Senate poised for close vote on repealing 'don't ask, don't tell' law
Monday, September 20, 2010; 8:14 PM
The Senate is planning to vote Tuesday on whether to end debate on a $725.7 billion annual defense policy bill, a measure that includes a repeal of the "don't ask, don't tell" law, which bans gays from serving openly in the armed forces.
The vote is expected to be close but is almost certain to pass if Democrats can break a Republican-led filibuster. The House passed a similar measure in May, and a House-Senate compromise version is expected to pass both chambers after the November midterm elections.
But even if Tuesday's vote succeeds, Senate aides said Republicans may introduce an amendment this week that would remove the repeal from the defense bill.
President Obama voiced support for repealing "don't ask" during his 2008 campaign and has since said he would sign the defense bill after certifying an ongoing Pentagon study of how a repeal might affect troop readiness and morale.
Election-year pressures and Senate Majority Leader Harry M. Reid's decision to call a vote before the end of the Pentagon review have made it difficult to secure the 60 votes needed to end the filibuster, according to Senate aides and advocates for and against repeal. Attention is focused on a handful of moderate senators, including Susan Collins (R-Maine), George V. Voinovich (R-Ohio) and James Webb (D-Va.).
Backers of repeal had hoped to sway Olympia J. Snowe (R-Maine), but she signaled Monday that she will not support the measure.
Other Republicans have blasted Reid's plans to introduce an amendment to the bill that would legalize the status of illegal immigrants who attend college or join the military. Sen. John McCain (Ariz.), among others, have said the move is a desperate effort by Reid (D-Nev.) to shore up Latino support as he faces a tough reelection fight.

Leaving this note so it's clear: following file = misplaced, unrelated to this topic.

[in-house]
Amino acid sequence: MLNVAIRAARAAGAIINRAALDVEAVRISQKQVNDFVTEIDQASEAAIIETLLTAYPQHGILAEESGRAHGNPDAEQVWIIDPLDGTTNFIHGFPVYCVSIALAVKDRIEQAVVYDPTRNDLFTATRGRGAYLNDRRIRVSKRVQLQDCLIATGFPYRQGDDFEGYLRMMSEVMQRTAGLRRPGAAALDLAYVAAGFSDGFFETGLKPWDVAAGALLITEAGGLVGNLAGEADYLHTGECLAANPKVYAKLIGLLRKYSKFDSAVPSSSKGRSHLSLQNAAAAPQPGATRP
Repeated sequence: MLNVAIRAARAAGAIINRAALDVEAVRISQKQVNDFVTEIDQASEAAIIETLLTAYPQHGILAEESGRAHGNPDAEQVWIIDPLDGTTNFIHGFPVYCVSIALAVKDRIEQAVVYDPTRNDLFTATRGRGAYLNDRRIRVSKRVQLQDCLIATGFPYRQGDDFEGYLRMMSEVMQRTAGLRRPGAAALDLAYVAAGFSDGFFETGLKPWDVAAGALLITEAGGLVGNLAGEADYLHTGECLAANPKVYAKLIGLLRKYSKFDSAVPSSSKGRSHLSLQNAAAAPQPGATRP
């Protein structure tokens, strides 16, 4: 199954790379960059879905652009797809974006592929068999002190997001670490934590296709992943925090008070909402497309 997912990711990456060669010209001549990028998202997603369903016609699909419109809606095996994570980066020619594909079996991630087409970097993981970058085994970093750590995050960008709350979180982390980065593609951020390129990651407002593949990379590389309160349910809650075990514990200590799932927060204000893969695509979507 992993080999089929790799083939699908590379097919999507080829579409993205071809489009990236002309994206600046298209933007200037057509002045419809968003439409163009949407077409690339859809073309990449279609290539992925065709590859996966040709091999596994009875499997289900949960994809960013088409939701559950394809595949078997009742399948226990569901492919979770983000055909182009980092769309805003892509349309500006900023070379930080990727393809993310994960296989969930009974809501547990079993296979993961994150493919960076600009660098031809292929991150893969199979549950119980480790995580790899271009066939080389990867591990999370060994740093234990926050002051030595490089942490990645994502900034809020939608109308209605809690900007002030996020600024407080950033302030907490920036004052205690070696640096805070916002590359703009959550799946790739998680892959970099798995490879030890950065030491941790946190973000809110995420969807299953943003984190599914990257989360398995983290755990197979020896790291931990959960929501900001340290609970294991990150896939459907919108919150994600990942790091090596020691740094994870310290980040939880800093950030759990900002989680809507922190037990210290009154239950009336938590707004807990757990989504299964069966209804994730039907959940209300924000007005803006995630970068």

"I understand that it's not that far between now and elections, but to use a bill that has to do with defending our national security interest when we're in two wars to pursue a social agenda and a legislative agenda to galvanize voting blocs I think is reprehensible," McCain said.
But Senate Armed Services Chairman Carl M. Levin (D-Mich.) said Monday that other senators, including McCain, have tried in the past to introduce amendments unrelated to military policy.
Repeal supporters called the vote set for Tuesday a critical moment in the gay rights movement.
"This is the most important vote in the history of the gay civil rights movement," said Christopher Neff, deputy executive director of the Palm Center, a think tank at the University of California at Santa Barbara that is dedicated to repealing the ban.
"The simple fact is, after the election there would be reluctance to take on this issue," Neff said, referring to a possible Republican takeover of Congress. "We've lined up the stars. This needs to happen now."
Opponents said the possible repeal, as well as language in the bill that would end a ban on abortions at military bases, are designed mainly to appease Democratic-leaning voters before the November elections.
Bishop Harry R. Jackson Jr. of Hope Christian Church in Beltsville, who leads a coalition of African American religious leaders who oppose repealing "don't ask," warned that ending the ban would impose "the most radical form of social experiments" on troops.
"Introducing sexual tension and conduct into our barracks will be a distraction from the very business of the military, and that is protecting us from our enemies," Jackson said.
A repeal could also force military chaplains to resign or keep silent about their opposition, he said.